In response to Woodward and Bernstein’s comments, Landesman — a former investigative journalist, himself, whose previous film was the 2015 docudrama “Concussion”, with Will Smith — suggested there were parallels between the approaches of the two films.

“This film sees Watergate through the keyhole of Felt’s experience as the man leading the FBI investigation into the White House’s cover-up, just as ‘All the President’s Men’ saw Watergate through the keyhole of Woodward and Bernstein’s experience,” Landesman said in a statement to the AP.

In an earlier interview about the film, Landesman boasted of the film’s accuracy — particularly in a parking garage meeting between Woodward and Felt — in comparison to “All the President’s Men”. Landesman added that Pakula’s film is one of his favorites.

“It’s a much fuller representation of what really happened that night than what’s in ‘All the President’s Men,’” said Landesman. “There’s a lot of that film that was the creation and the poetic dramatization of Bill Goldman, more than was factually accurate. My ambition was to make this movie the more iconically accurate version of events.”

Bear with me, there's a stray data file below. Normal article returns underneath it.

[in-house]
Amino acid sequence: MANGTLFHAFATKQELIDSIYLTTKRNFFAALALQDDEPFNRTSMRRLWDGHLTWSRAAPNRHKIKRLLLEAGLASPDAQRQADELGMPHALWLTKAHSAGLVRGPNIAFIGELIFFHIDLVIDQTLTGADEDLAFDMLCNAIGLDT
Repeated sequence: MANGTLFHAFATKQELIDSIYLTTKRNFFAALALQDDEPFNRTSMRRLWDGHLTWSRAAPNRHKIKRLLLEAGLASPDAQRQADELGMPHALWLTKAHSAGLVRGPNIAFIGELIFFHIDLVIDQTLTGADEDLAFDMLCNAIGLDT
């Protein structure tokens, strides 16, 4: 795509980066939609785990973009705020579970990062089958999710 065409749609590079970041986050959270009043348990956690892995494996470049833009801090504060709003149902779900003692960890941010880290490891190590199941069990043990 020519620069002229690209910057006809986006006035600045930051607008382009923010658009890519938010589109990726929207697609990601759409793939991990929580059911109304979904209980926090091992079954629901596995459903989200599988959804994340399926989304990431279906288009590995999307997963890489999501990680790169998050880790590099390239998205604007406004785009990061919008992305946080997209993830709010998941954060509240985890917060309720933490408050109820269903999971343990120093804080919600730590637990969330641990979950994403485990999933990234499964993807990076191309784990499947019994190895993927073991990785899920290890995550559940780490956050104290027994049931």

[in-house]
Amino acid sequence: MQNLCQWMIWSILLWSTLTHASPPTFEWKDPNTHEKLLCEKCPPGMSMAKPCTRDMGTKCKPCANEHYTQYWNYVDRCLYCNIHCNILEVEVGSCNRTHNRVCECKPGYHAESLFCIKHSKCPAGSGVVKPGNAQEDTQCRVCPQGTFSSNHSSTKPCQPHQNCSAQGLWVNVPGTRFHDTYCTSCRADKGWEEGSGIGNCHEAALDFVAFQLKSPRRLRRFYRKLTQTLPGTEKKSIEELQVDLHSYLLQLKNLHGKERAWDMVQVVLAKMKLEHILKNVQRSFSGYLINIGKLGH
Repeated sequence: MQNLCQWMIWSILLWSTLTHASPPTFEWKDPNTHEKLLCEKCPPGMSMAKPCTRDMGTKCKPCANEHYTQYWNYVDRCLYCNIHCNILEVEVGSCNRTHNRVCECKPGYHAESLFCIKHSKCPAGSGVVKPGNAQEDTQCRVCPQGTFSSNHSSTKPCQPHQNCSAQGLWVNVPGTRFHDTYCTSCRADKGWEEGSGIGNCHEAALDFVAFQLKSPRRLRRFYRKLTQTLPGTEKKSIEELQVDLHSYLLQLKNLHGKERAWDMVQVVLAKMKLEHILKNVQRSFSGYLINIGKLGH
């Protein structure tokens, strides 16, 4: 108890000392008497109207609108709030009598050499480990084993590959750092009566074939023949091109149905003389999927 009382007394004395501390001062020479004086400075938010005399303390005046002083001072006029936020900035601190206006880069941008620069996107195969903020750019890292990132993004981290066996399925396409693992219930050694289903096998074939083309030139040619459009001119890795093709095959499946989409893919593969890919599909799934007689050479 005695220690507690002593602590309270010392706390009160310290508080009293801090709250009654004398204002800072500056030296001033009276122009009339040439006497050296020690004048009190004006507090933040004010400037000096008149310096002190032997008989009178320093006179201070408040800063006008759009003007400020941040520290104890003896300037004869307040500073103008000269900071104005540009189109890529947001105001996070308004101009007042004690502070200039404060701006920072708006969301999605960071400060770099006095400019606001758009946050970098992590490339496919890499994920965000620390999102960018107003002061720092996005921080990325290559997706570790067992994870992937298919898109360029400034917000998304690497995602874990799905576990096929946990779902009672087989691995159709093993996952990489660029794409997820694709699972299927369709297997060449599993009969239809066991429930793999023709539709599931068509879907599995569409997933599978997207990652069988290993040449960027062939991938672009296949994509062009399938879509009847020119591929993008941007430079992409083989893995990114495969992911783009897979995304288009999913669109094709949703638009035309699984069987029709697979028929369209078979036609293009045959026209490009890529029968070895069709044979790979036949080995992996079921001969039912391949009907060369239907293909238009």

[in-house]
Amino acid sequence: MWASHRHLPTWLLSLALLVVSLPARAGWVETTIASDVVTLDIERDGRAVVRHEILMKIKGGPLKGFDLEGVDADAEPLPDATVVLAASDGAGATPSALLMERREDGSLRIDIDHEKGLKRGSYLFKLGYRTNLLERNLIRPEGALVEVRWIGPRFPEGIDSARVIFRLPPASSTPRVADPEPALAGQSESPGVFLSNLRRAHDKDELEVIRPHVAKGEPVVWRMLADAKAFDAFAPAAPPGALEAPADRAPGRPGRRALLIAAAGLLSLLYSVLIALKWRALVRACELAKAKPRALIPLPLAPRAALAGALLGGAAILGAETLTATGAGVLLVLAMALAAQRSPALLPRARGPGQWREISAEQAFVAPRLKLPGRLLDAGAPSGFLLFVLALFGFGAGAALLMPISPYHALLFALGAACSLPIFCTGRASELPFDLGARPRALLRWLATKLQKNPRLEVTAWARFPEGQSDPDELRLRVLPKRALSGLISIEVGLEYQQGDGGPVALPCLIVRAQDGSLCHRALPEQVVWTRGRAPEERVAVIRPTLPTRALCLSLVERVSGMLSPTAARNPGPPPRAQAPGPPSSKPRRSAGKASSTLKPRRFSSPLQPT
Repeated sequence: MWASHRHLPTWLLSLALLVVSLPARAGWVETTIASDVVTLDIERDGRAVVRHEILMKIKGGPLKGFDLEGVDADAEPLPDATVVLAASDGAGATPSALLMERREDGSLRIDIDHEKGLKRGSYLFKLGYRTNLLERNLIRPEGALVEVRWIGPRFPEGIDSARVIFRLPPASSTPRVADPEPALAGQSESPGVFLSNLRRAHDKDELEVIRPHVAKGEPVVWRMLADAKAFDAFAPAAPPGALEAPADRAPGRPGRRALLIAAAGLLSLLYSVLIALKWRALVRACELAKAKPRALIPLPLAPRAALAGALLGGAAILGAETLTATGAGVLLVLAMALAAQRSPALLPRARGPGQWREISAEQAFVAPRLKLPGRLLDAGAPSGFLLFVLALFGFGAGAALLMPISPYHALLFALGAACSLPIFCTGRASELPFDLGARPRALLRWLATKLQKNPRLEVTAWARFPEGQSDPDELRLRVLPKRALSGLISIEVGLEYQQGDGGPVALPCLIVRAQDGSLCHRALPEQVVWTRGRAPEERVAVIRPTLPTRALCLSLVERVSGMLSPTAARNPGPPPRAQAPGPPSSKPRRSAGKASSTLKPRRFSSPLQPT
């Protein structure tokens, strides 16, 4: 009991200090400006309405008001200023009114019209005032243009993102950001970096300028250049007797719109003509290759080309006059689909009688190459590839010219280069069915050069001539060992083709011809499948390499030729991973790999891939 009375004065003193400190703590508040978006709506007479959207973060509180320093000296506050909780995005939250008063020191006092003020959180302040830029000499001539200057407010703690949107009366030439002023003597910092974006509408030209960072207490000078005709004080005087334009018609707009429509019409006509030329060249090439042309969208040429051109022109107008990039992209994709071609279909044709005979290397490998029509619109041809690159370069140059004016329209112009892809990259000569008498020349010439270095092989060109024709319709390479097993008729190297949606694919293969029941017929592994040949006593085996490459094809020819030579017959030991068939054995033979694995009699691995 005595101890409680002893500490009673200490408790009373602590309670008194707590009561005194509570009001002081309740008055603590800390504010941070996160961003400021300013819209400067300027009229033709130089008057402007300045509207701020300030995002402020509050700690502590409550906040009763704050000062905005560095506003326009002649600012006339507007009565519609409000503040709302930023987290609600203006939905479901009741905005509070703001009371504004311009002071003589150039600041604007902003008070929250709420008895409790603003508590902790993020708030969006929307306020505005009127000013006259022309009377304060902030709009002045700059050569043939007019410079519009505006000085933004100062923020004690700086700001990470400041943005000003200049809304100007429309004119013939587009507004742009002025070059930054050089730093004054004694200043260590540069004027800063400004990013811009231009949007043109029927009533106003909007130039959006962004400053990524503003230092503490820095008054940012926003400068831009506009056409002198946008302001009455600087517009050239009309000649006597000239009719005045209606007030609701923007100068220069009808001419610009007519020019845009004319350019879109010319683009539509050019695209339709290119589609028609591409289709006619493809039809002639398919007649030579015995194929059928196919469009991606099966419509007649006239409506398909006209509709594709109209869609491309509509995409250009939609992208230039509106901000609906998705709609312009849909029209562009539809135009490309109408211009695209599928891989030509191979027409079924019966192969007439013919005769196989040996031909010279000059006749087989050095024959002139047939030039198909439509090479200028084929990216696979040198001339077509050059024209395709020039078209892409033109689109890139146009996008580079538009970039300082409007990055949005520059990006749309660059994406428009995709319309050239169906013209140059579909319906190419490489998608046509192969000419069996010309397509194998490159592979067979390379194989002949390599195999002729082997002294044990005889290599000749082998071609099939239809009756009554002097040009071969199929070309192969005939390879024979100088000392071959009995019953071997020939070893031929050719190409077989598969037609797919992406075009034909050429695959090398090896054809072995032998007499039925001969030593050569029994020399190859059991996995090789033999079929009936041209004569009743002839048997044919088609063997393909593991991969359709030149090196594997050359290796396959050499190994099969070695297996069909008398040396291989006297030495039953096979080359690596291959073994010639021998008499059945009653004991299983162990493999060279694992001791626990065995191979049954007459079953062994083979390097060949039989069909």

Landesman’s commitment to accuracy has been questioned before. Citing emails leaked in the hack of Sony Pictures, The New York Times reported that “Concussion” was altered to soften its criticism of the NFL. Many disputed that page-one report, though, on the basis of the still hard-hitting finished film. Landesman vigorously denied the claims and calls the Times report “a hit piece” that damaged the movie.

A 2004 cover story of Landesman’s for the New York Times Magazine about sex trafficking in the US, also came under scrutiny for allegedly exaggerating the scope of domestic sex trafficking. The veteran media critic Jack Shafer penned numerous columns for Slate questioning the story, including one titled “Doubting Landesman”, to which Landesman wrote several responses defending his article.

Landesman recently told the New Yorker that Woodward and Bernstein “loved” the film. (AP)

By Lindsey Bahr

Translate »